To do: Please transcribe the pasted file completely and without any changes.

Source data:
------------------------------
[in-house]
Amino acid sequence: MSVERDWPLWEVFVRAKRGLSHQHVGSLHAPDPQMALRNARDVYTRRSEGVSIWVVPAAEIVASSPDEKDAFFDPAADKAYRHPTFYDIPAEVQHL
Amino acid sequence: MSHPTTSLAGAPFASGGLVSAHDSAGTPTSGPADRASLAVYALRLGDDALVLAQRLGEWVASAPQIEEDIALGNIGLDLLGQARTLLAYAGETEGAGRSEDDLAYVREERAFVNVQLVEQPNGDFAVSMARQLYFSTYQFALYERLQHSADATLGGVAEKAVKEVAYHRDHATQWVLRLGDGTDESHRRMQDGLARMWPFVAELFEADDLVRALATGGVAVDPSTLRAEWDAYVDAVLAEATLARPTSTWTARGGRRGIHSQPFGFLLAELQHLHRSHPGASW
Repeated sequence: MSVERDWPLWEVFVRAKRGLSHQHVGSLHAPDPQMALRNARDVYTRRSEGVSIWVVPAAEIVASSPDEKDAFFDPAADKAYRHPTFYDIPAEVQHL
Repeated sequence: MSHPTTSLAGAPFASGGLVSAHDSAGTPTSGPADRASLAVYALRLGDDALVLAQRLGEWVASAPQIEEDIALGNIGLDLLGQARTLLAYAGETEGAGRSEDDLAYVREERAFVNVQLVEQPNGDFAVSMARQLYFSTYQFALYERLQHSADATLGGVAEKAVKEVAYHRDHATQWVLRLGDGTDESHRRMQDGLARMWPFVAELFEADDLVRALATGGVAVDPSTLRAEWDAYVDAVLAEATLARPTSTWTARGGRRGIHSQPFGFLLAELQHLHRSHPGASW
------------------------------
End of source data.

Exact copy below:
[in-house]
Amino acid sequence: MSVERDWPLWEVFVRAKRGLSHQHVGSLHAPDPQMALRNARDVYTRRSEGVSIWVVPAAEIVASSPDEKDAFFDPAADKAYRHPTFYDIPAEVQHL
Amino acid sequence: MSHPTTSLAGAPFASGGLVSAHDSAGTPTSGPADRASLAVYALRLGDDALVLAQRLGEWVASAPQIEEDIALGNIGLDLLGQARTLLAYAGETEGAGRSEDDLAYVREERAFVNVQLVEQPNGDFAVSMARQLYFSTYQFALYERLQHSADATLGGVAEKAVKEVAYHRDHATQWVLRLGDGTDESHRRMQDGLARMWPFVAELFEADDLVRALATGGVAVDPSTLRAEWDAYVDAVLAEATLARPTSTWTARGGRRGIHSQPFGFLLAELQHLHRSHPGASW
Repeated sequence: MSVERDWPLWEVFVRAKRGLSHQHVGSLHAPDPQMALRNARDVYTRRSEGVSIWVVPAAEIVASSPDEKDAFFDPAADKAYRHPTFYDIPAEVQHL
Repeated sequence: MSHPTTSLAGAPFASGGLVSAHDSAGTPTSGPADRASLAVYALRLGDDALVLAQRLGEWVASAPQIEEDIALGNIGLDLLGQARTLLAYAGETEGAGRSEDDLAYVREERAFVNVQLVEQPNGDFAVSMARQLYFSTYQFALYERLQHSADATLGGVAEKAVKEVAYHRDHATQWVLRLGDGTDESHRRMQDGLARMWPFVAELFEADDLVRALATGGVAVDPSTLRAEWDAYVDAVLAEATLARPTSTWTARGGRRGIHSQPFGFLLAELQHLHRSHPGASW